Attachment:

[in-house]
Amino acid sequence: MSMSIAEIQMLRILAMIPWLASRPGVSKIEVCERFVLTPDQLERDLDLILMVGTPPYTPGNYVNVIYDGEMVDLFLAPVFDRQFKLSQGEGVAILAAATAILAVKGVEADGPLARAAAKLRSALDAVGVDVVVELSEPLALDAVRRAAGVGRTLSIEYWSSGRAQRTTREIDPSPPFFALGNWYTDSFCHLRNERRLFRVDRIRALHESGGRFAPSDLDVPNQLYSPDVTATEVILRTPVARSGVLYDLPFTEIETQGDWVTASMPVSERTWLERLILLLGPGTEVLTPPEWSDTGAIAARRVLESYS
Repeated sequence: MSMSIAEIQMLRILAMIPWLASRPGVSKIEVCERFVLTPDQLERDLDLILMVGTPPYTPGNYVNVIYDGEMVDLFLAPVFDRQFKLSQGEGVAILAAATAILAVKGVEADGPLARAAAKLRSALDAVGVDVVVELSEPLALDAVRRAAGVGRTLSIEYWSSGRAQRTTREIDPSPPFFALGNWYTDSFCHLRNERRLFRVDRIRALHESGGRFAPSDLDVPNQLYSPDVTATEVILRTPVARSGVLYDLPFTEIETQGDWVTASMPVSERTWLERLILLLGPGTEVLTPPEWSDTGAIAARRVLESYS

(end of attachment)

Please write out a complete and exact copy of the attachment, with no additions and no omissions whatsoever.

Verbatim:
[in-house]
Amino acid sequence: MSMSIAEIQMLRILAMIPWLASRPGVSKIEVCERFVLTPDQLERDLDLILMVGTPPYTPGNYVNVIYDGEMVDLFLAPVFDRQFKLSQGEGVAILAAATAILAVKGVEADGPLARAAAKLRSALDAVGVDVVVELSEPLALDAVRRAAGVGRTLSIEYWSSGRAQRTTREIDPSPPFFALGNWYTDSFCHLRNERRLFRVDRIRALHESGGRFAPSDLDVPNQLYSPDVTATEVILRTPVARSGVLYDLPFTEIETQGDWVTASMPVSERTWLERLILLLGPGTEVLTPPEWSDTGAIAARRVLESYS
Repeated sequence: MSMSIAEIQMLRILAMIPWLASRPGVSKIEVCERFVLTPDQLERDLDLILMVGTPPYTPGNYVNVIYDGEMVDLFLAPVFDRQFKLSQGEGVAILAAATAILAVKGVEADGPLARAAAKLRSALDAVGVDVVVELSEPLALDAVRRAAGVGRTLSIEYWSSGRAQRTTREIDPSPPFFALGNWYTDSFCHLRNERRLFRVDRIRALHESGGRFAPSDLDVPNQLYSPDVTATEVILRTPVARSGVLYDLPFTEIETQGDWVTASMPVSERTWLERLILLLGPGTEVLTPPEWSDTGAIAARRVLESYS